The Indianapolis “500” FRAME ON A HARTZ MILLER 8-cyl. SPECIAL, WINNER OF AMERICAN CLASSIC AT 1o4.144
THE LEADERS’ SPEEDS
m.p.h. 1st Fred Frame 104.144 (Hartz Miller 8-cyl. Special) 2nd Howard Wilcox 103.8 (Lions Head Special Miller) 3rd Cliff Bergere 102.6 (Studebaker Special) 4th Bob Carey 101.36 (Meyer Special)
AFTER an interval of seven years, the record speed of 101.13 m.p.h. for the apnual 500 mile race held at Indianapolis was broken this year by Fred Frame, driving a Miller, at an average speed of 104.144 m.p.h. Up to the year 1925 the record used to be lowered fairly regularly, but since that time, for some unknown reason, no driver has ever been able to beat Peter de Paolo’s speed.
This year the engine capacity of the cars was limited to 5 litres, with the result that in addition to the usual Miller and Duesenberg racers, there were entered a number of cars, such as Studebaker& and Iluptnobiles, which were modified stock cars. Also, for the first time, four-wheeldrive was being tried out by Miller with two cars driven by McDonogh and “Shrader. No European ears or drivers were competing. It is a curious fact that, without great modification, European cars do not perform well on American tracks, and vice-versa. Several attempts have been made in the past at Indianapolis, Hawkes with a 3-litre Bentley, Bordino on a Fiat, Ascari with an Alf aRomeo and Chiron with a 1 i litre G.P. Delage to cite but a few, but no European car or driver has ever figured conspicuously in the list of winners of this race, since Wilcox won in 1919 with a Peugeot. A rolling start is used for the race, and this year forty cars, each of which had qualified for the race by doing a lap of the circuit at 100 m.p.h., were led round
the track by Edsel Ford driving one of the new 8-cyl. Lincolns. With so many cars competing, the spectators anticipated a lively scramble for a good place on the first bend, and they were not disappointed, for this jockeying for position went on for many laps, while the field strung out to its proper formation.
It says much for the skill of the drivers that no collisions occured, and it was not until the seventh lap that the first accident took place, when Shrader hit the retaining wall on one of the corners. The pace was terrific. For the first 125 miles the order was Arnold, winner in 1930, on a front-drive Miller, followed by Carey and Moore on similar cars with reardrive. Arnold’s triumphant progress was quickly brought to an end, however, for soon after, when leading by roughly
laps, he crashed badly on one of the turns in avoiding another competitor who was skidding.
Triplett Leads at 250 Miles.
At half distance, 250 miles, the lead was held by Triplett on a Miller, at an average speed of 106.74 m.p.h., a record for the distance. Carey and Moore had fallen back with various troubles, and second place was held by Wilcox, also on a Miller, who was making his debut at Indianapolis after a successful career on dirt-tracks. Louis Schneider (Miller), last year’s winner, was 3rd, and a str.-8 Studebaker, driven by Bergere was going well to occupy 4th place.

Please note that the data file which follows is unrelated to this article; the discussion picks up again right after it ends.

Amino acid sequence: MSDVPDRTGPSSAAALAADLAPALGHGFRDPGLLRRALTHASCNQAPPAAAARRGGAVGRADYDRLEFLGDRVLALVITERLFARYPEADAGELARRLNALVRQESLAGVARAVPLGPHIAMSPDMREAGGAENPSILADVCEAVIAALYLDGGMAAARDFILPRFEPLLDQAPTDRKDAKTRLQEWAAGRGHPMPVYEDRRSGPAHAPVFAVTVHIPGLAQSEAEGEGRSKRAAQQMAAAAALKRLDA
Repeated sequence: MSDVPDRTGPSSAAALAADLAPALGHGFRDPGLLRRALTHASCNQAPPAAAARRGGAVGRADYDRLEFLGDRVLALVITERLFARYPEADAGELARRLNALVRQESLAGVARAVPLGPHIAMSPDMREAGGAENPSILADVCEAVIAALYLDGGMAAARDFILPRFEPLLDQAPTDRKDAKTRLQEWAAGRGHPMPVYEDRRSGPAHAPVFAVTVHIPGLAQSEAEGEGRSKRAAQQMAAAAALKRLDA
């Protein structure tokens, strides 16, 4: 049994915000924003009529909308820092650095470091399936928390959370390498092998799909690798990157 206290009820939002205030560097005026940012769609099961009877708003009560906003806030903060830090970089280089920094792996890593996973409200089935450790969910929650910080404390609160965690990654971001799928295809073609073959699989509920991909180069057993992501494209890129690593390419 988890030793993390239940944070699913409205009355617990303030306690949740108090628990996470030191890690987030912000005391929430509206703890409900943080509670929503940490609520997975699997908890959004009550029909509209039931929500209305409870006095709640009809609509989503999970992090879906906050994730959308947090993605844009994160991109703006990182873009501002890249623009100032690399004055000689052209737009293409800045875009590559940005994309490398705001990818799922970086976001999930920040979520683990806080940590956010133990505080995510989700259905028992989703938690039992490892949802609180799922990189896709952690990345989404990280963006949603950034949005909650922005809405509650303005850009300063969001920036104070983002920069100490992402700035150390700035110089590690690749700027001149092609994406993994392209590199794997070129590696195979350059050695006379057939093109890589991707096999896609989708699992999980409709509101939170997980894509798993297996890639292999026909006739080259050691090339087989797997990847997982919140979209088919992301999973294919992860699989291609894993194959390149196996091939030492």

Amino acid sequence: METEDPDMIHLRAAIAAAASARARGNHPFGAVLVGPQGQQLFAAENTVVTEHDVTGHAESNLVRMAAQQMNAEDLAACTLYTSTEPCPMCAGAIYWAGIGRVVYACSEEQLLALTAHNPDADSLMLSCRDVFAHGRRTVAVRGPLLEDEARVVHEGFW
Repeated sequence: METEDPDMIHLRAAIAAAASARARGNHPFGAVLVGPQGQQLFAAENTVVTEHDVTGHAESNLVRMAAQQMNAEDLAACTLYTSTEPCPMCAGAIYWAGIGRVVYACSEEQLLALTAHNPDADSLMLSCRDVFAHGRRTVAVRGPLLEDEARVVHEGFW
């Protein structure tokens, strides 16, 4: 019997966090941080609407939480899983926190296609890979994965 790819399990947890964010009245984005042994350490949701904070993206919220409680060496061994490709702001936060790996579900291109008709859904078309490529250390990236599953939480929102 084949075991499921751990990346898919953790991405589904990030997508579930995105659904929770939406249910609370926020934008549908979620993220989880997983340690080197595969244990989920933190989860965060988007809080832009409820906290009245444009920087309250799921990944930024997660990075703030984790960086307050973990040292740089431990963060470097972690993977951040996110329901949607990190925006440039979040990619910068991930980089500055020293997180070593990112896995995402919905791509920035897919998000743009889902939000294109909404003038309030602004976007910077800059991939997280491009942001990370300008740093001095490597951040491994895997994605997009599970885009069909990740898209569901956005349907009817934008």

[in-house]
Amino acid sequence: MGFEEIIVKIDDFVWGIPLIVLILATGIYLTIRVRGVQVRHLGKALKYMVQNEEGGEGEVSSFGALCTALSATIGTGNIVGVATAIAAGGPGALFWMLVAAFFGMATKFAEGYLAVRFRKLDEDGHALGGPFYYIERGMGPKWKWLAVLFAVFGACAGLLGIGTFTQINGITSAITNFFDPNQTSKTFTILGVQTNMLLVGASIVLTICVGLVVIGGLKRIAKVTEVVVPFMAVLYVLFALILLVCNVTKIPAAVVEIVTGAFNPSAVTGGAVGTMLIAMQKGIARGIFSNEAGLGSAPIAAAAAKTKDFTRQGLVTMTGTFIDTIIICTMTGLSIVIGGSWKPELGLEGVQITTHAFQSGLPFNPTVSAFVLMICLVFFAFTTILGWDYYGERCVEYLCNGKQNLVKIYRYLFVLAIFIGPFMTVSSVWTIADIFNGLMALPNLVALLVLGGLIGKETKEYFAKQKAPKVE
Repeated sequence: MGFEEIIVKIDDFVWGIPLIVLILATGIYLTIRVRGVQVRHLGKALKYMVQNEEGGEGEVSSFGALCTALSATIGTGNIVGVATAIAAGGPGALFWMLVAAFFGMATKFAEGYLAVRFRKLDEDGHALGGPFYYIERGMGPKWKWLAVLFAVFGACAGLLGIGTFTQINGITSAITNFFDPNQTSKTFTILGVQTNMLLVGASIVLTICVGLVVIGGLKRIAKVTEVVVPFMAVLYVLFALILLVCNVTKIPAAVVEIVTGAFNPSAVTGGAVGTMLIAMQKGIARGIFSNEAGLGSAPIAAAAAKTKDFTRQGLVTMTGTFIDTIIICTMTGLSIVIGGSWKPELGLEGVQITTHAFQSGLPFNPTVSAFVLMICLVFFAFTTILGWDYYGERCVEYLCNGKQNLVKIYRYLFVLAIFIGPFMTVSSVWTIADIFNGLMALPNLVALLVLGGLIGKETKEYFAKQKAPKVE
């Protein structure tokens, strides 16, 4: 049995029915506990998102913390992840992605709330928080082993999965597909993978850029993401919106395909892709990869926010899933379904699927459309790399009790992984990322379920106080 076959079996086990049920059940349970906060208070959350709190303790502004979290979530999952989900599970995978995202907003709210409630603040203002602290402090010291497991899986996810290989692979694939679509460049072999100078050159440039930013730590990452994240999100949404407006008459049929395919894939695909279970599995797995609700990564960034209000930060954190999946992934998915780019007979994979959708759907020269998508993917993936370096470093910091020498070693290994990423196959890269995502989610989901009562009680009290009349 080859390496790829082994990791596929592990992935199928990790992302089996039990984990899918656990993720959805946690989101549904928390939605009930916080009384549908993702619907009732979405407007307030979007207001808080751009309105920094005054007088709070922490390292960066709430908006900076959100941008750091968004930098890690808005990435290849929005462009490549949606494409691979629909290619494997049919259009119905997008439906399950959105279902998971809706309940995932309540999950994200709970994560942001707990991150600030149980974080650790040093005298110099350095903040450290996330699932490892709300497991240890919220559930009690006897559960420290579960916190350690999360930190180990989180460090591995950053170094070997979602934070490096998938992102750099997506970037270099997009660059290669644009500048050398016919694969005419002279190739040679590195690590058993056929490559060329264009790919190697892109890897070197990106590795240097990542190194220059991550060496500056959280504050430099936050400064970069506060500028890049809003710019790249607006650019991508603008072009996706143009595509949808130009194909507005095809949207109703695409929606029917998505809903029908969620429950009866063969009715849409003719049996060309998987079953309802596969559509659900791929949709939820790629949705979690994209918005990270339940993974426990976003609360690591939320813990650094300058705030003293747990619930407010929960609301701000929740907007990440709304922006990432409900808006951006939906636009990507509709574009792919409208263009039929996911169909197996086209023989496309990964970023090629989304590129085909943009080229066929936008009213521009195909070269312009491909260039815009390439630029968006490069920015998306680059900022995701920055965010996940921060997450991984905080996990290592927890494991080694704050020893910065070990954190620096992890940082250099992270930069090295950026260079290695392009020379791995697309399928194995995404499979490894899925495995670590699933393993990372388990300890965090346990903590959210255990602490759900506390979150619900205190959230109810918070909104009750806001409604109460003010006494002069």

So far, with the exception of Arnold’s spectacular crash, no serious ” pile-up,” such as one usually associates with Indianapolis, had occurred. But now, as the day grew hotter, as drivers grew tired, and as the bricks of the track became slippery with oil dripped from cars, so the drivers had to exercise the greatest skill in avoiding other cars skidding in their path. Fortunately, nothing untoward happened, although any English spectator who had witnessed that stirring lihn, “The Crowd Roars,” would have been considerably apprehensive at this stage of the race. When the three-quarters mark was
reached, Triplett had shot his bolt, and Shaw on a Miller made a spurt and took the lead from Wilcox, followed by Frame and Bergere. The two last-named drivers were playing a clever waiting game, holding the leaders in sight but never stressing their cars unduly. Their policy was justified, for soon after Shaw had mechanical trouble and fell back, giving Frame his chance. The chequered flag was waved from the pier overhanging the track, and Fred Frame came home a winner at the wonderful average speed of 104.144 m.p.h., eight miles an hour faster than last year’s speed. Wilcox justified the enthusiasm of his supporters by finishing second, while Bergere accomplished a splendid feat to secure third place with his ” stock ” Studebaker.
As usual the organisation was perfect. A colossal massed band, efficient scoring boards, ample refreshment facilities, coin. fortable stands and everything run to an exact schedule, were the outward and visible signs of the genius of ” Pop ” Myers, the best stage-manager of motorcar races in the world. Organisers of British motor races please note I
Year. Driver. Car. Speed.
m.p.h. 1911 R. Harroun Marmon 74.59 1912 J. Dawson National 78.7 1913 J. Goux Peugeot 76.92 1914 R. Thomas Delage 82.47 1915 R. de Palma Mercedes 89.84 1916 D. Resta Peugeot 83.26 1919 H. Wilcox Peugeot 88.06 1920 -G’.. Chevrolet Monroe 88.50 1921 T. Milton Frontenac 89.62 1922 J. Murphy Murphy Special 94.48 1923 T. Milton H.C.S. 90.95 1924 J. Boyer Duesenberg 1925 P. de Paolo Duesenberg 1926 F. Lockhart Miller 1927 G. Souders Duesenberg 1928 L. Meyer Miller 1929 R. Keech Miller 1930 W. Arnold Miller 1931 L. Schneider Miller 98.24 101.13 95.88 97.54 99.48 97.59 100.44 96.6
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